The World As We Know It
This ambitious new series provides families an opportunity to learn about our earth from the macro scale to the micro level. We will examine the major systems driving the earth, like plate tectonics, ocean currents, and climate to understand how these in turn, affect smaller systems like rivers, lakes, plant and animal communities. If you have an interest in some aspect of how the world works, chances are it will be covered in these classes.
Although the classes build upon one another, you may choose to take individual classes. These two hour classes are offered at either 10:00am or 2:00pm. Please specify the time you would like to attend under the “Program #” portion of the registration form.
Program Instructors: Bob Alderink and Colin Brammer, Coordinators for Natural World investigate Lab.
Registration information: Fill out online, print and mail the Museum’s Registration Form and Health Form with payment.
For more information contact Debbie Huston, scheduling coordinator, at 919.707.9840.
Upcoming Lab Classes:
Our Place in Space
Wednesday, January 9, 2013
No one likes to feel lost. This was also true of ancient cultures that set out to determine where our earth was relative to other celestial objects. In the process they discovered the shape of the earth, how big it was and how far away we were from our closest space neighbors. In this class we will use a combination of ancient and sophisticated modern tools to recreate some of the most famous experiments and techniques that finally resolved the question of where and what the earth really is.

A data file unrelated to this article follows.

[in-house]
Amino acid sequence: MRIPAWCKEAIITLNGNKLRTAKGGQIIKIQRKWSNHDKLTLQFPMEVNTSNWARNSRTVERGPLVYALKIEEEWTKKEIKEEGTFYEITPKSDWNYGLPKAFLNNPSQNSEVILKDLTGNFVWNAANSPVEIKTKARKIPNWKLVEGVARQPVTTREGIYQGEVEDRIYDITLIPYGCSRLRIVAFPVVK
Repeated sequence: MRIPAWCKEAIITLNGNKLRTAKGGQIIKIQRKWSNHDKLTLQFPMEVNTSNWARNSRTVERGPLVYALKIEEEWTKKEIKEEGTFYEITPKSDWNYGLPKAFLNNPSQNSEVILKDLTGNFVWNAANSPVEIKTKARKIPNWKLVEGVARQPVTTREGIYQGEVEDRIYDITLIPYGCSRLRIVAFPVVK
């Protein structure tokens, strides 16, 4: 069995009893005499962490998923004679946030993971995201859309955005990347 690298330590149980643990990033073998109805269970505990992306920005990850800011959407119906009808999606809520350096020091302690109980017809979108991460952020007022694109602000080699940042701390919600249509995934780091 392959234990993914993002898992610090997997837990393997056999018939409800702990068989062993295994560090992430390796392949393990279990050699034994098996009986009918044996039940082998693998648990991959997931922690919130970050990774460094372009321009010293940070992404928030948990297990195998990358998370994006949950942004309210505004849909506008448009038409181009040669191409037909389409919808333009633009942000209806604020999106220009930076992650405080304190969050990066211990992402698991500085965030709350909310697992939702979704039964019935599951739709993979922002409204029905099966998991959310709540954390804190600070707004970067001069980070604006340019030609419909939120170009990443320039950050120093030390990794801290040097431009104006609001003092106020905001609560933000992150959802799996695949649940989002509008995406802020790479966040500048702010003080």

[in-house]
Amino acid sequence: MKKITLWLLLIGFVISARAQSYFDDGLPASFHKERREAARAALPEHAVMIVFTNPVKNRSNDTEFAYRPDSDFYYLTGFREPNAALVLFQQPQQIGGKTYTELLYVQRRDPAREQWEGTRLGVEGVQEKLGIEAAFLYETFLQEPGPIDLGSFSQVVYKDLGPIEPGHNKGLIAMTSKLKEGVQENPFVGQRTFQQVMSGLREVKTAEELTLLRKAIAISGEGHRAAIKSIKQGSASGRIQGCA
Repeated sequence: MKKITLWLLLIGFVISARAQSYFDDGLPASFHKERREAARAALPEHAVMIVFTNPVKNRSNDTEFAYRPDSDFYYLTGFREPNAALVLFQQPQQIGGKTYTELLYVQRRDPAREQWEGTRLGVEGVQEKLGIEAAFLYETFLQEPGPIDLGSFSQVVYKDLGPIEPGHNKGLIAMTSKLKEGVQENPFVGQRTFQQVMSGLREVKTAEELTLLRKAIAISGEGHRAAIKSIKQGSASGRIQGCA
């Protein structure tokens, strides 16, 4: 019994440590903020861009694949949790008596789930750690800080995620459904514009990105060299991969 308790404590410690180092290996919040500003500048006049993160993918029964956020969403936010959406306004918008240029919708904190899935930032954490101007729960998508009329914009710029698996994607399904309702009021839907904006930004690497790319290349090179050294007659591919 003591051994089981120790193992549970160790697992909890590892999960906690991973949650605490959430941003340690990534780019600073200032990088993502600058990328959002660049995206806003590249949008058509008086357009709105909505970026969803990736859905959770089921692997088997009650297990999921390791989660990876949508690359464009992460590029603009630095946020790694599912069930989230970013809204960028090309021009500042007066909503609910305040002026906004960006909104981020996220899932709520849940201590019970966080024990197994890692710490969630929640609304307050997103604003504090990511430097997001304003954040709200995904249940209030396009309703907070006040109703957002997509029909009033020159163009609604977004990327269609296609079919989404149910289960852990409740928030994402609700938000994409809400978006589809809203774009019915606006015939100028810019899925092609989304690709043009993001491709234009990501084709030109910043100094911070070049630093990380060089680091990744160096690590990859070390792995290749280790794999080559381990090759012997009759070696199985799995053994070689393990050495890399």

From Core to Crust
Wednesday, February 13, 2013
There is a lot more under our feet than we realize. We stand on a seemingly immovable substrate called the ground. However, deep below us exist mysterious regions which scientists are still struggling to try and understand. In this class we learn about the earths many layers, and what effect these regions have on the surface. We’ll participate in activities that explain the origin of earth’s magnetism, the processes of plate tectonics, and how mountains form.
I Climbed a Mountain
Wednesday, March 13, 2013
Although a mountain doesn’t move very much, it can still have far reaching effects. What happens when a large mass of moist air from an ocean crashes into the side of a mountain? Does it stop, go around or roll over the top? What does this physical interaction do to the animals and plants living on the mountain?
In this class we will look at the dynamics of mountain terrain on local weather and how it shapes plant and animal communities. We will look at how the topography of a mountain is represented on a flat map. We will also do experiments with air currents, condensation, and temperature.